“European and Asia markets managed to escape the hangover that US investors are now nursing after last night’s big tech sell-off on Wall Street,” says AJ Bell Investment Director Russ Mould.
“The Nasdaq fell nearly 2.5% as investors dumped names like Apple and Amazon amid growing concerns about rising inflation expectations, the direction of interest rates and how that would put tech stock valuations into question.
“However, the FTSE 100 index managed to squeeze out small gains thanks to strength among names that should benefit from a reopening of the UK and global economy.
“The top three risers were Rolls-Royce, International Consolidated Airlines and Melrose, all of whom are connected to the aviation sector which finally has brighter prospects given the rapid covid vaccine rollout and the UK’s roadmap to coming out of lockdown.
“The FTSE 100 rose 0.2% to 6,627 while the Paris CAC 40 index nudged up 0.1%. Germany’s DAX slipped 0.5% with tech and consumer non-cyclicals weighing on the index.”
“HSBC is finally singing the song that investors want to hear – a clear focus on Asia where growth opportunities are plentiful and a higher dividend than expected by the market. However, a bit of the chorus is still missing, namely the lack of solid updates on exiting France and the US. It just says that talks are ongoing regarding a possible French sale and that it is looking at strategic options for the US.
“There is also some disappointment in the bank reducing its guidance for future returns. As a result of the pandemic affecting its operating environment in 2020, HSBC says it can no longer expected to achieve its 10% to 12% return on average tangible equity target in 2022. Instead, the guidance is for a return of 10% or more in the medium term.
“Banks are slow moving beasts and one cannot expect big strategic shifts to all happen at once. The fact that HSBC has chosen to prioritise Asia should be good enough for someone taking a view about the bank’s prospects in the medium term. It’s a decision that should have been made a long time ago.”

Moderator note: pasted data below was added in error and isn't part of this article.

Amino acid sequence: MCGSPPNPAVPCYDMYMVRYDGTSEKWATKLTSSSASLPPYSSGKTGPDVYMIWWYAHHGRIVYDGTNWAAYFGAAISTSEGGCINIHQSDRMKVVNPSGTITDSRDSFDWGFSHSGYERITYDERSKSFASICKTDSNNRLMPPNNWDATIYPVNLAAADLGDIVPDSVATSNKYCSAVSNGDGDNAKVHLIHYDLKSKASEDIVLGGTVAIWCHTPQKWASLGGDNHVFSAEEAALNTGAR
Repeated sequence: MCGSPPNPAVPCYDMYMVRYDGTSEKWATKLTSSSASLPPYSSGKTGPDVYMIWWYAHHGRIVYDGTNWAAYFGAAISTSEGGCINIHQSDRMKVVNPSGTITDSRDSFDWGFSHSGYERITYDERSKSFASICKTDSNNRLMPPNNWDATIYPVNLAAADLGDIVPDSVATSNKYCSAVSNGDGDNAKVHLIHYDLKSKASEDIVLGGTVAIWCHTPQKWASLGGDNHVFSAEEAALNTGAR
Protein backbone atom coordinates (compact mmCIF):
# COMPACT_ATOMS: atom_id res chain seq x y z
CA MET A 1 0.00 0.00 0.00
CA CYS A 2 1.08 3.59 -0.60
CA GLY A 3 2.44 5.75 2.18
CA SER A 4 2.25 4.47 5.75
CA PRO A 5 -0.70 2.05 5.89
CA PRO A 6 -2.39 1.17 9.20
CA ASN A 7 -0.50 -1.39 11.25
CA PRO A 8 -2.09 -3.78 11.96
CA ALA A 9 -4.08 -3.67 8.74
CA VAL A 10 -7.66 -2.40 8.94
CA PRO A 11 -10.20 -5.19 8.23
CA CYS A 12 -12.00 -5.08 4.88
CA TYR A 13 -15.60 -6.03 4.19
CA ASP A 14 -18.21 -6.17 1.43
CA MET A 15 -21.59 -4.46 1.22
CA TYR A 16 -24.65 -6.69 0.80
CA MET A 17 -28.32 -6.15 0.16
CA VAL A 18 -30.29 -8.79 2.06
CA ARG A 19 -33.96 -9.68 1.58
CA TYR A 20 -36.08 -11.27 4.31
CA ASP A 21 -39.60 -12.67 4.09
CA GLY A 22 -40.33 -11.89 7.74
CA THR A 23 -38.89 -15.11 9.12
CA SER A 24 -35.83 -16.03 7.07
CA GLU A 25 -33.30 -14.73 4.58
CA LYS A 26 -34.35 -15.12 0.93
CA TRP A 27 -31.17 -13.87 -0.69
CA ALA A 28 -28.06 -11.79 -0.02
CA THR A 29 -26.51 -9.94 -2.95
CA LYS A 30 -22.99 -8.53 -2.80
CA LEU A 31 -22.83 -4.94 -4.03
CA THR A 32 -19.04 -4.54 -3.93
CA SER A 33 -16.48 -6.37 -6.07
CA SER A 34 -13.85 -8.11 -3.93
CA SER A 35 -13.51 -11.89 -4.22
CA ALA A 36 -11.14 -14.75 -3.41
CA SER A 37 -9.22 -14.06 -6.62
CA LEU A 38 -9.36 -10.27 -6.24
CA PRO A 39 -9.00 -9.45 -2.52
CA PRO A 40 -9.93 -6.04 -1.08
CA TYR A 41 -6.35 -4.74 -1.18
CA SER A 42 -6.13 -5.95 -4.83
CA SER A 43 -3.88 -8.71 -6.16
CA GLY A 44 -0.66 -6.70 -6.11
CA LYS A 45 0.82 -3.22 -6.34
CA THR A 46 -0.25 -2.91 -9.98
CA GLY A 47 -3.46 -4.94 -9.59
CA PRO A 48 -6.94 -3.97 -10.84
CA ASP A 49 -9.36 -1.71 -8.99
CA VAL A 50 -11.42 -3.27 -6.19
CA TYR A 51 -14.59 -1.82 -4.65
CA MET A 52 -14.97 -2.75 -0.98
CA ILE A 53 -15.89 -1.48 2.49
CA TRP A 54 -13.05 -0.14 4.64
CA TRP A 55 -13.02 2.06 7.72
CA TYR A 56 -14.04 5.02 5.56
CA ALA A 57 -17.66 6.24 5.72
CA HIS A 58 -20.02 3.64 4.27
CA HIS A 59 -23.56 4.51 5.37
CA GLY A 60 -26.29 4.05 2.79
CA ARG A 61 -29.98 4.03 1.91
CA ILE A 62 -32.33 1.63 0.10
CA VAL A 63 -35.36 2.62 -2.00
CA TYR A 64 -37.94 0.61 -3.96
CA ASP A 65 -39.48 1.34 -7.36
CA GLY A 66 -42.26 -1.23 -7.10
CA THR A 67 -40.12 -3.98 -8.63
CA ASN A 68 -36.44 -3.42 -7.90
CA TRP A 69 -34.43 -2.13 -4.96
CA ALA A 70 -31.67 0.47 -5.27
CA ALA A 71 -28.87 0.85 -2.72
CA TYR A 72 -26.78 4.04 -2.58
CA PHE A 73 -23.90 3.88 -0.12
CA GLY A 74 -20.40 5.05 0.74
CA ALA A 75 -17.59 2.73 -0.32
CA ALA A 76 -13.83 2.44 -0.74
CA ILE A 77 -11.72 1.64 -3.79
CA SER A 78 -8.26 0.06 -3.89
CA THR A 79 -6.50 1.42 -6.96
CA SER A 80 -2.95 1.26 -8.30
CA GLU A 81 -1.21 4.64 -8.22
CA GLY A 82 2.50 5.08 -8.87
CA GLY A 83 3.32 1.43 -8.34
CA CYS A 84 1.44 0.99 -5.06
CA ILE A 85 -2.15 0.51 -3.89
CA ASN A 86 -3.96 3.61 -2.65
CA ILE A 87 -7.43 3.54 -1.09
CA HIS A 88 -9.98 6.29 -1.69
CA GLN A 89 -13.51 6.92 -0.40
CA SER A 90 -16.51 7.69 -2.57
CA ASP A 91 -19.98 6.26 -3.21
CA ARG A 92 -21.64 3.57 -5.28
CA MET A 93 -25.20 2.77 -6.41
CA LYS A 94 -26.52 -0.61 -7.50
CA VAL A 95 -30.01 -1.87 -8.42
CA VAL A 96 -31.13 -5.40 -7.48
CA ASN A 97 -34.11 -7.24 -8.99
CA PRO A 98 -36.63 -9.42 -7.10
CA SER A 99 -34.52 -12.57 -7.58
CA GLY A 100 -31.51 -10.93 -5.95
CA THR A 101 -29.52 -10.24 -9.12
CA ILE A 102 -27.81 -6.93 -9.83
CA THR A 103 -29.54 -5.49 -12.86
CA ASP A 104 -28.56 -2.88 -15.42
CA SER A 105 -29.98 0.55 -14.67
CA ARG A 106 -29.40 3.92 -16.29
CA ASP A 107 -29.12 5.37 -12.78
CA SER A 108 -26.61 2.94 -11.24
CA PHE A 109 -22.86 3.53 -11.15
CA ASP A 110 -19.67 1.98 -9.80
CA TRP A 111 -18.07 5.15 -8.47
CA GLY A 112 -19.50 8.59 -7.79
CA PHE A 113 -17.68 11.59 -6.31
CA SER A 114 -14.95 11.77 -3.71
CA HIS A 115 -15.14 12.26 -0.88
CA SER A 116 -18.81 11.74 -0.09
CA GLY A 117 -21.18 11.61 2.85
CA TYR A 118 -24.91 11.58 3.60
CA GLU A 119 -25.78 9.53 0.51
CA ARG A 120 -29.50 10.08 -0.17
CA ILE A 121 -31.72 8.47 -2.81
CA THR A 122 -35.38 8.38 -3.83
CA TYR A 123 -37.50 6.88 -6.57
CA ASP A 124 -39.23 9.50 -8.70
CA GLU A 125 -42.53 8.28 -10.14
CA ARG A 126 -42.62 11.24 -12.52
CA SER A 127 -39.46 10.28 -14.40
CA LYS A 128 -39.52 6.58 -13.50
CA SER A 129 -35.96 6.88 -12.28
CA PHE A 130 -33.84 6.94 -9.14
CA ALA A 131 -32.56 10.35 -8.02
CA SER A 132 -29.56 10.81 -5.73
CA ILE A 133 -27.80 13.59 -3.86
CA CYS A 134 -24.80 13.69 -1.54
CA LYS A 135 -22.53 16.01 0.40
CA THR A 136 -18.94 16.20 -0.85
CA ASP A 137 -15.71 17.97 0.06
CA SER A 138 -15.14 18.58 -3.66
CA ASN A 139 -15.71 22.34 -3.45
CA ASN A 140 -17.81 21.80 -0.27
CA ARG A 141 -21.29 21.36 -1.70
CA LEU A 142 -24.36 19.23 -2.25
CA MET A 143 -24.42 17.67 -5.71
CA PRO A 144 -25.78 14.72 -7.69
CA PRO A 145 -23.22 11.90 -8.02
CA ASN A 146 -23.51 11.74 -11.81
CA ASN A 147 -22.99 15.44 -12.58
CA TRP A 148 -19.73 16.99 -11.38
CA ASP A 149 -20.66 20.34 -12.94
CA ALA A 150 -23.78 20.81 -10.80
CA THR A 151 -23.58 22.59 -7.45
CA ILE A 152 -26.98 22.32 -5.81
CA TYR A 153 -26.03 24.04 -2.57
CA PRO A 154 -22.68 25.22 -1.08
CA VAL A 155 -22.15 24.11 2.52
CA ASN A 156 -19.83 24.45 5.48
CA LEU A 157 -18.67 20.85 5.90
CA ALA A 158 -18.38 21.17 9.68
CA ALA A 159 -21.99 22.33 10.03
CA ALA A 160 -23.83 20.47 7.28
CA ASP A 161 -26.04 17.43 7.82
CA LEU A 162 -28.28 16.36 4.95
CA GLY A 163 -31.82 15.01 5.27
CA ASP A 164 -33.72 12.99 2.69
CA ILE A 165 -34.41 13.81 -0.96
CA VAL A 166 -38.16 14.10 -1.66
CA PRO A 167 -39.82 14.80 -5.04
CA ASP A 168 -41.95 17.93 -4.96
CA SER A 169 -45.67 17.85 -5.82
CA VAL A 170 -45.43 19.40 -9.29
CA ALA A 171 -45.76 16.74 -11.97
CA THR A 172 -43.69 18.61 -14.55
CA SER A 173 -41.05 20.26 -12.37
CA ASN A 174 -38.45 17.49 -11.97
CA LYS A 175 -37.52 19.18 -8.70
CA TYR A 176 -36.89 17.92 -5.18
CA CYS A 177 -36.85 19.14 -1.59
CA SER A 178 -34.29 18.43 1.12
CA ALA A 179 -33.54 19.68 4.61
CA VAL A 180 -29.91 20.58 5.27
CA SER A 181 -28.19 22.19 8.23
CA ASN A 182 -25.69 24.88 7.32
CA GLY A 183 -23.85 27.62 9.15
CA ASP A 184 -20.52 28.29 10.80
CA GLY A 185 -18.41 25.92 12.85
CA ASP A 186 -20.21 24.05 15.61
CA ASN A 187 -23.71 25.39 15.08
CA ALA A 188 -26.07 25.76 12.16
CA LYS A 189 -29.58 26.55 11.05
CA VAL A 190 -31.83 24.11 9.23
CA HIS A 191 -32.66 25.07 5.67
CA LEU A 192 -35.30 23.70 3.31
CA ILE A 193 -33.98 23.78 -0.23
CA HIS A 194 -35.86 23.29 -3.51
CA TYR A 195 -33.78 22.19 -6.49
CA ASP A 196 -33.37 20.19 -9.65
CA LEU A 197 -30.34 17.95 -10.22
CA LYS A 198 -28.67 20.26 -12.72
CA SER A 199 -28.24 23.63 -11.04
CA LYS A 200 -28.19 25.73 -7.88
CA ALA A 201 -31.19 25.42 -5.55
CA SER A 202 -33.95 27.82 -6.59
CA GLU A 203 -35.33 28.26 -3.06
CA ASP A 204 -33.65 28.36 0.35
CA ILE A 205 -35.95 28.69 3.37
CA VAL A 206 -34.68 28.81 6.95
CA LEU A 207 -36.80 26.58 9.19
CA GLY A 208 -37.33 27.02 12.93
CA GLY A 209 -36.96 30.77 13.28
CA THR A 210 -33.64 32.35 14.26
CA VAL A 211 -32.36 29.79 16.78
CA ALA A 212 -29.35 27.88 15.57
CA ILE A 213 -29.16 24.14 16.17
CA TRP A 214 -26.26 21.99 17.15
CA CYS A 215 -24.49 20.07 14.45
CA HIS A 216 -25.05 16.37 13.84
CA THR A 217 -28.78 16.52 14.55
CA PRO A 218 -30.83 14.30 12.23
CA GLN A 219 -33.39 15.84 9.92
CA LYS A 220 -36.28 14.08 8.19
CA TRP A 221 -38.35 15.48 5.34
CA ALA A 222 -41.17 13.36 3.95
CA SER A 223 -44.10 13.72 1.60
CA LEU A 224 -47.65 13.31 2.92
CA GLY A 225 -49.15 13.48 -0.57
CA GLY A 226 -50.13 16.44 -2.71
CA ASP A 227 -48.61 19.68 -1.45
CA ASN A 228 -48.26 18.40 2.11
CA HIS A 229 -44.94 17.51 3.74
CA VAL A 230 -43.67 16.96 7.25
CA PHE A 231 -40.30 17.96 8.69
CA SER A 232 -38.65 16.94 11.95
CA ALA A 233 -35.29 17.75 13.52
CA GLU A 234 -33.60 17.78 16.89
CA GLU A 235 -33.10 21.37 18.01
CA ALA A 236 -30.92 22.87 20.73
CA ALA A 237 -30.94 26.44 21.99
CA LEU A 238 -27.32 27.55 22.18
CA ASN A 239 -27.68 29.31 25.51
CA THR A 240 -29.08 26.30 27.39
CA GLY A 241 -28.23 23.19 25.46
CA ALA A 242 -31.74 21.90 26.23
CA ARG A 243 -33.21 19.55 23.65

“Results from InterContinental Hotels were pretty dire but ultimately not worse than the market had been anticipating given the obvious covid-19 impact.
“The owner of the Holiday Inn and Crowne Plaza brands sounded a cautiously positive tone on the outlook, not unfairly pointing out the hotel industry has recovered from big crises in the past.
“The company’s franchise model arguably makes it more resilient and flexible than some of its peers. InterContinental only owns a handful of hotels and focuses instead on franchising and managing premises.
“As well as generating premium margins, the asset light model has, over the years, enabled it to grow quickly with limited capital investment and to focus on building preferred brands based on guests’ needs, and on strong delivery systems, such as its branded hotel websites and call centres.
“This should help it coming out of the covid pandemic and has already supported strong cash management, helping to protect its balance sheet and, impressively, allowing to maintain at least some level of investment in future growth.
“Clearly the company has had to support the owners of its hotels through the period, offering discounts, payment flexibility, allowing renovations to be delayed and relaxing brand standards.
“The big question for InterContinental is whether the business can return to growth in the absence of a full recovery in international travel and, crucially, with a likely drop in business trips for at least the medium term.”
These articles are for information purposes only and are not a personal recommendation or advice.
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